How to Re-run Salesforce Lead Assignment Rules: Process Builder & Apex

Salesforce Lead assignment rules are a powerful tool to make sure that Leads are assigned to the appropriate user or queue for follow up. They also allow marketers to get and stay out of the business of trying to maintain sales territory logic within their Marketing Automation Platform (MAP).

When a new Lead is created, Salesforce will use the logic you’ve configured to assign the record to the appropriate user or queue. But what if you need to re-run that logic on existing records? If you only need to do this for a single Lead record, the solution is as simple as editing the record and selecting the optional “Assign using active assignment rule” checkbox.

Here’s an example of what that looks like:

Edit Lead Screenshot with Assign box checked

If you need to do a one-time batch reassignment of a number of records, you can export the relevant Lead Ids and use the Apex Data Loader to trigger assignment rules to fire. You can grab the ID of the appropriate Lead Assignment Rule from the URL bar when viewing the rule in Setup. It will always start with the prefix “01Q”.

Assignment Rule Id from URL bar

Re-Run Lead Assignments

There are times where you want to re-run assignment rules automatically under certain conditions. For example, you may assign Leads under a certain Lead Score to a Queue. When the Lead Score increases over the threshold, you then want to re-run assignment rules to assign to an inside sales rep for follow up.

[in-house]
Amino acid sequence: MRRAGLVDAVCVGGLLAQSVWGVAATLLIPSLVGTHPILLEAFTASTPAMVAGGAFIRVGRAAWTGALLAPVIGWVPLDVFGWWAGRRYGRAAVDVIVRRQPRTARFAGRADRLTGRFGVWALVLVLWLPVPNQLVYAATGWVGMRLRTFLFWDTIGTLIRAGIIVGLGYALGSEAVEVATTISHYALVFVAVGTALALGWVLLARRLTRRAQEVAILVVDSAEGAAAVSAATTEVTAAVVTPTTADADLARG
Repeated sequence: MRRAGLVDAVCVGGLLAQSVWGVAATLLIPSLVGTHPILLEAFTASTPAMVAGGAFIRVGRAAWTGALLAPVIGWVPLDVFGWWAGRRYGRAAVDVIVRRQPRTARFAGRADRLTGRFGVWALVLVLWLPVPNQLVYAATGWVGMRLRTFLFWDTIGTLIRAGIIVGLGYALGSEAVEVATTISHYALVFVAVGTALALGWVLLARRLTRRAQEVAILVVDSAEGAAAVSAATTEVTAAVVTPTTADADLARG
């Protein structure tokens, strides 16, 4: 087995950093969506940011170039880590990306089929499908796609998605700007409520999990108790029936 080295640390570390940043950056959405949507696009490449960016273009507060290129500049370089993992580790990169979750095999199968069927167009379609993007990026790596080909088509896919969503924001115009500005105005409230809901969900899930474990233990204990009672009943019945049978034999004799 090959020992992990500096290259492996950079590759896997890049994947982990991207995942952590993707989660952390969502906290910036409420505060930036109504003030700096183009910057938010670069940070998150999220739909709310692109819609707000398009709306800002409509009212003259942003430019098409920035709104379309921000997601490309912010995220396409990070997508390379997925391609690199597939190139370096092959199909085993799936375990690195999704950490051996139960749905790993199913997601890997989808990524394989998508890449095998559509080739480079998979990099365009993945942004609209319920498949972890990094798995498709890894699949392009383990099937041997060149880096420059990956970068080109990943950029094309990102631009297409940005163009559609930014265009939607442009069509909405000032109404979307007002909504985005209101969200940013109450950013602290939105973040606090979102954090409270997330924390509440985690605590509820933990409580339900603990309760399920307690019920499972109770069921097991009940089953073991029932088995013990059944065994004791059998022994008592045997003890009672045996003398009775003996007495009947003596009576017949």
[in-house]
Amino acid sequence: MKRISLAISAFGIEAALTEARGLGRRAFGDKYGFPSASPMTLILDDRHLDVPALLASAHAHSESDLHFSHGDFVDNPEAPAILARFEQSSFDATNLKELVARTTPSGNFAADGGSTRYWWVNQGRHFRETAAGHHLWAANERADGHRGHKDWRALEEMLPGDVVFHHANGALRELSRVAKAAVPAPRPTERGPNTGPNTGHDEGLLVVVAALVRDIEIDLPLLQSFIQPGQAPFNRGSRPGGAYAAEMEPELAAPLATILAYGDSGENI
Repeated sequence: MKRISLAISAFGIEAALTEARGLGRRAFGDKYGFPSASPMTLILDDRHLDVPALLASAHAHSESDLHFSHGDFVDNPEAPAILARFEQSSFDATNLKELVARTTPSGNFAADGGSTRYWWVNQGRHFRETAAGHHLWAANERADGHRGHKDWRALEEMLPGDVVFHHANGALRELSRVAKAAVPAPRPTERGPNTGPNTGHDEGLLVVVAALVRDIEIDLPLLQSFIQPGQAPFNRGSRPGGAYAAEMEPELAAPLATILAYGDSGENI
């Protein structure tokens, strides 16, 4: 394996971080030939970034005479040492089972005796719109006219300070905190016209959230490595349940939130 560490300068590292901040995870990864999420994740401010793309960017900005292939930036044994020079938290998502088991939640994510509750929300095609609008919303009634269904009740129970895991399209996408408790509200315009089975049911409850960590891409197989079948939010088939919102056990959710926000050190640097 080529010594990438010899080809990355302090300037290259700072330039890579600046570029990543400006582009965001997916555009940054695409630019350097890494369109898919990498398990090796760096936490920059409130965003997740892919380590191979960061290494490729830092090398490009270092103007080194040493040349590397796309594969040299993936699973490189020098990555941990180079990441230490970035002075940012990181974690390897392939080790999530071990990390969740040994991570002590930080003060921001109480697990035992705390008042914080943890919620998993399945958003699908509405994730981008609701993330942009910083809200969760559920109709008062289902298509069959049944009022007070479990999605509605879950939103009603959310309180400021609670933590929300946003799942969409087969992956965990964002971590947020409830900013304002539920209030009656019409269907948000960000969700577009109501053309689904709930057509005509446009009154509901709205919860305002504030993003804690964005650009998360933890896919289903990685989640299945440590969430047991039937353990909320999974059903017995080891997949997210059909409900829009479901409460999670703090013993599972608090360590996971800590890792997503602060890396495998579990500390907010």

In order to accomplish this, we can use the extremely powerful combination of Process Builder and an Apex Invocable method. This allows you to take advantage of the power of Apex with the flexibility to declaratively (clicks, not code!) control the logic of when to re-run the assignment rules without having to edit any code.

Using Apex

Let’s start with the code. Since we’re writing code here, we’ll need to start in a sandbox org first before deploying to production. You’re smart and already knew that you’d NEVER make changes in production without first testing in a sandbox (right?!), but in this case, Salesforce doesn’t trust you either way and forces you to write your code in a sandbox org before moving to production.

We’ll be creating an Apex class with a single method with the @InvocableMethod annotation, which allows us to call our Apex from within a Visual Flow or Process. The method accepts a single parameter (a list of the Lead Ids to be assigned) that you’ll pass into the method from your Process.

public class RunAssignmentRules {

    @InvocableMethod
    public static void assignLeads(List<Id> leadIds){
        Database.DMLOptions dmo = new Database.DMLOptions();
        dmo.AssignmentRuleHeader.useDefaultRule = TRUE;
        List<Lead> toAssign = [SELECT Id FROM Lead WHERE Id = :leadIds];
        Database.update(toAssign,dmo);
    }
    
}

That’s it. Just those four lines are all you need in your code. The rest of your logic for when to actually fire the assignment rules will be configured in Process Builder.

Now, in order to actually deploy this to your production org, you’ll also need to create a test class to cover your code and ensure that it functions as expected in your environment. A sample test class might look like this, but this is extremely basic. I suggest working with a developer to make sure you’re doing everything properly and accounting for any additional requirements specific to your Salesforce instance.